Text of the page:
[00:12:11] Me I was able to stand in my, my healthy boundary and say, No, this is what happened, this is what I remember. And then you deal with all the confabulation and gaslighting, really. You remember that that's exactly wrong. And then at that point, if you stand your ground, hold your boundary, the narcissist is not going to say you're right. No, it's going to it's going to say, okay, okay, great. You're right. I'm a horrible person. They're you're happy, you're good, or they're just going to leave the situation. I was on my I have a men's group for people that are struggling with compulsive behaviors or turn it away from unhealthy coping mechanisms. And we were talking last night and I was going through this concept of confabulation and I admitted my little bit of a love for interrogation videos. I watch them on YouTube a lot, a whole lot, because I am so fascinated by the psychology of not the people that are doing the interrogations, but the people that are being interrogated. And I watched one and I thought of confabulation so much because they had a guy that unfortunately, I'm going to sound like I'm making fun of this. But he had killed his wife and he was had been a championship boxer, 25 and zero was his record. And I even thought, okay, that's not going to end up being true.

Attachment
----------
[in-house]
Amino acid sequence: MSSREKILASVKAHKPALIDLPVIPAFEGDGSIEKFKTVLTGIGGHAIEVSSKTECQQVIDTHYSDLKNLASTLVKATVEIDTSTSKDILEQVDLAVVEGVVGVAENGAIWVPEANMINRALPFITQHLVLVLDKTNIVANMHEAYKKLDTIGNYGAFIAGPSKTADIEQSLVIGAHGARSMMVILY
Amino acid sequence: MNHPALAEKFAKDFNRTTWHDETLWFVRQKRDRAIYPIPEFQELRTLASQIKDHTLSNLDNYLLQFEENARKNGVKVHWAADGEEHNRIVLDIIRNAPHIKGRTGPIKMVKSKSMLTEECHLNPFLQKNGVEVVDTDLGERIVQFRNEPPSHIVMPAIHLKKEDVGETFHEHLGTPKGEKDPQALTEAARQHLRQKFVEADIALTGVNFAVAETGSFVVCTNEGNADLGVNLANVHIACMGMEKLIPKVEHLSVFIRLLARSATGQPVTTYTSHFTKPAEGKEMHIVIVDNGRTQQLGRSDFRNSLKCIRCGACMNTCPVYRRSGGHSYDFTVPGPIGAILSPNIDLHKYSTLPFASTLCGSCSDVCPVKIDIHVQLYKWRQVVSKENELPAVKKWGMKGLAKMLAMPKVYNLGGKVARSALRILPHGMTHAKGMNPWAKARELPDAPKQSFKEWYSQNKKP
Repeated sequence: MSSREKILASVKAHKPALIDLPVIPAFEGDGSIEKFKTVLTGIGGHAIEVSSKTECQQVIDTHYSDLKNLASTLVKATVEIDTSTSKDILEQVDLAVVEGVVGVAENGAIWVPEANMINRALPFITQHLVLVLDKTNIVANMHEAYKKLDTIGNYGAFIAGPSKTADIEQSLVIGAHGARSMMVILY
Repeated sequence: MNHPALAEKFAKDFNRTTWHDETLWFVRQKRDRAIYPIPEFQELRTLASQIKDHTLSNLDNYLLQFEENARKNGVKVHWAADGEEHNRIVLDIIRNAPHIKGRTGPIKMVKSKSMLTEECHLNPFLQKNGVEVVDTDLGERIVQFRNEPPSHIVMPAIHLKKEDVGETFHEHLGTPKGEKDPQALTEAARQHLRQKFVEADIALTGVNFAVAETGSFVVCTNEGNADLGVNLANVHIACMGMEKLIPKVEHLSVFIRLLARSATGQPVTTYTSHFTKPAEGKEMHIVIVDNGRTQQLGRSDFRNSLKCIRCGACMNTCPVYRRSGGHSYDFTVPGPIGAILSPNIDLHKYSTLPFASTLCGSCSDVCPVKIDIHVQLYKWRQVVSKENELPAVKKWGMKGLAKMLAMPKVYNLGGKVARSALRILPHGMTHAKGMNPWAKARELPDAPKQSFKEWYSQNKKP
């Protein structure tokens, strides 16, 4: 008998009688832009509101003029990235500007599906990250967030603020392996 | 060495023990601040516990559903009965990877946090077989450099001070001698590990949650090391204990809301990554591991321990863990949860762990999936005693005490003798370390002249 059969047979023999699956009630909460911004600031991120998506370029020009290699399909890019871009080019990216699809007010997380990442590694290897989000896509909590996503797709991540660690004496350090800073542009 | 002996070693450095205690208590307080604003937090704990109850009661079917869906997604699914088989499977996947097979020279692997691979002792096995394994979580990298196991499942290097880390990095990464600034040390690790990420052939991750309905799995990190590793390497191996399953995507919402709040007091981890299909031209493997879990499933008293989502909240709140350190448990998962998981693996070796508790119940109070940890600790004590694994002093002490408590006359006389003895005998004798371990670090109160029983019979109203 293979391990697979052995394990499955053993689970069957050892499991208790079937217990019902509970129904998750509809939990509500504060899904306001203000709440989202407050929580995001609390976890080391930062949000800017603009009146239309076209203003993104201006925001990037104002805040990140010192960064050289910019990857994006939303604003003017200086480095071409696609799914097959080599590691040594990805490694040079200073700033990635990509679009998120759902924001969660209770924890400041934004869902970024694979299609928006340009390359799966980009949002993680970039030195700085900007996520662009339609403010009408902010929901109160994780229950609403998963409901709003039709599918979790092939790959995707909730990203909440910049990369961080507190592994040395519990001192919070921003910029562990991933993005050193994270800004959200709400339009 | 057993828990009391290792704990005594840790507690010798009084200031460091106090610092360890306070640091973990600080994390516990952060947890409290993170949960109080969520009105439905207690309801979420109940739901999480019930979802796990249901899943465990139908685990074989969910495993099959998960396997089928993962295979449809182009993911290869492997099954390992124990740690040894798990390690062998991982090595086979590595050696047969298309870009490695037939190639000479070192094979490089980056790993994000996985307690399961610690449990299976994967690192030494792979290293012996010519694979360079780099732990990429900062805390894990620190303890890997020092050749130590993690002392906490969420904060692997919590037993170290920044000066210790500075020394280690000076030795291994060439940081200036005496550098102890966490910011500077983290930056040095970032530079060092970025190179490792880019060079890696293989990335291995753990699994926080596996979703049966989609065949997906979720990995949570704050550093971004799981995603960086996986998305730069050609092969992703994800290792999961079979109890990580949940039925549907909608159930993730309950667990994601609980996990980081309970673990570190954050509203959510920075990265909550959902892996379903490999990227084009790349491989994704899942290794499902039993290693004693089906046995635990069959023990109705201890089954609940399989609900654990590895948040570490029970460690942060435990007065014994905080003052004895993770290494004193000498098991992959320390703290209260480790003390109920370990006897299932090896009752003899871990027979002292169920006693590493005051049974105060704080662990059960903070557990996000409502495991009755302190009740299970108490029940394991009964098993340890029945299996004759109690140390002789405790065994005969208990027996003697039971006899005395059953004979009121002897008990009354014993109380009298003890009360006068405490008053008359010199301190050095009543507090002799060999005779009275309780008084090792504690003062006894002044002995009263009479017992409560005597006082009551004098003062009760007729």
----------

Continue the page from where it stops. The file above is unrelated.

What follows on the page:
[00:13:27] But it was. So when the investigators were saying what happened, he had said that she was hitting me, she had hit me in my arm. And so I shot her. And he was saying it to the investigators as if they were going to go, Oh, okay. Now that makes sense. If she was doing that and they had said, hey, so real quick, I heard you were a boxer and you were 25 and. Oh, yep, I am. And they got him talking about his boxing career and how he was much bigger than his wife. He was a professional fighter. He was undefeated or might have been an amateur fighter. And so then they said, okay, so let's go back to that. So was she armed? No. What did she do again? She hit me in the arm. So they said, okay, so you as a boxer, she hit you in the arm, she's smaller, your larger. But then you had to shoot her and you could again, the confabulation, what they talk about there is they're working from a place of deep insecurity and they can't be at fault because it would disrupt their internal narrative. If they're wrong, you might not ever love them, so they contradict themselves. And the concept here is that tomorrow's confabulation often negates yesterday's, or they can confabulation in the very moment the nurses and emotionally immature don't remember the previous tale because they are not invested with the emotions and cognitions that are integral parts of real memory.